Did you know that apple crumble is the result of Britain’s post-war rationing? After WWII, crumbles became increasingly popular as the topping was a simpler and more economical alternative to pastry. Since those modest origins, the humble apple crumble has now become an iconic British pudding and in 2018 was voted Britains’s most loved dessert, and we wholeheartedly agree.

Which is why we invited 24 kids from Portpatrick Primary School to an afternoon of venturing into nature to harvest apples straight from the source, followed by crumble making in the Dunskey kitchen. What ensued was sheer joy.

Starting with a trip to the walled garden where our apple trees were still holding on to the last of the season’s ripened goodness. Eager eyes darted low to the ground to scour for the plumpest, shiniest looking crop and there were shrieks of delight as those tall enough managed to weave the fruit picker to the highest branches and secure the top prize.

With a full bounty of apples, we took to the kitchen where each crumble-maker had their own crumble-making station, complete with a bowl of butter, flour, sugar and pureed apple. The air turned a cloudy white and the floor a sticky mess, but by the end, everyone had their own self-made and labelled take-away crumble ready to bake at home. As we moved to the hall and shared recipes and a Q&A about the history of apple crumble, an entire tray of pre-made crumble was bubbling away in the oven. When the pudding was finally served with lashings of custard, it was gleefully gobbled up and not a drop spared.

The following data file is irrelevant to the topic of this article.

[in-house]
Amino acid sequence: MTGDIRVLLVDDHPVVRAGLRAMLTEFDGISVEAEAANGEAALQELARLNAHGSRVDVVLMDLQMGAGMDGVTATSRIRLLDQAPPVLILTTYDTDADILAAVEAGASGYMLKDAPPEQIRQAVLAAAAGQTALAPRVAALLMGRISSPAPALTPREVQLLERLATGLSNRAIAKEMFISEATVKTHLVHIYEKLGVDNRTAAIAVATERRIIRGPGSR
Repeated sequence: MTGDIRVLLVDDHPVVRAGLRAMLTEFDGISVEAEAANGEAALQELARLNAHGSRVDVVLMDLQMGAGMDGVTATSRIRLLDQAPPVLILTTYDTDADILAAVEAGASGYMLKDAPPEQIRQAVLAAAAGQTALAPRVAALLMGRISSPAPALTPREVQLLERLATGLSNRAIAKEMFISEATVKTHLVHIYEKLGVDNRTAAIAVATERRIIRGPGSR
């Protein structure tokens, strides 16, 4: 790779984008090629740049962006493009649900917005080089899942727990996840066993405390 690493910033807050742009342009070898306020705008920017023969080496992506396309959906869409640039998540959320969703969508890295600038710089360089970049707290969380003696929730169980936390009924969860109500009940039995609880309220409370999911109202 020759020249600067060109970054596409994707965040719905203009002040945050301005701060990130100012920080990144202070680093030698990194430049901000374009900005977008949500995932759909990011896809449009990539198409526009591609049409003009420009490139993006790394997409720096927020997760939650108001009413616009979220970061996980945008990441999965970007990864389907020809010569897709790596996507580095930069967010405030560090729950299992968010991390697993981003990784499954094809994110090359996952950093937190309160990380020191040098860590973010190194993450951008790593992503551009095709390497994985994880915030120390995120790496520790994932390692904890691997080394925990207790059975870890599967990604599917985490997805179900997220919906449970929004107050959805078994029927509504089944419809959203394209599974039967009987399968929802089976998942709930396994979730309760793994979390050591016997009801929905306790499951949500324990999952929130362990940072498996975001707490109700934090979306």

Apple crumble is food for the soul, a pudding that brought our Portpatrick community together around the fire and a pudding that Britain gave to the world. Amen to that.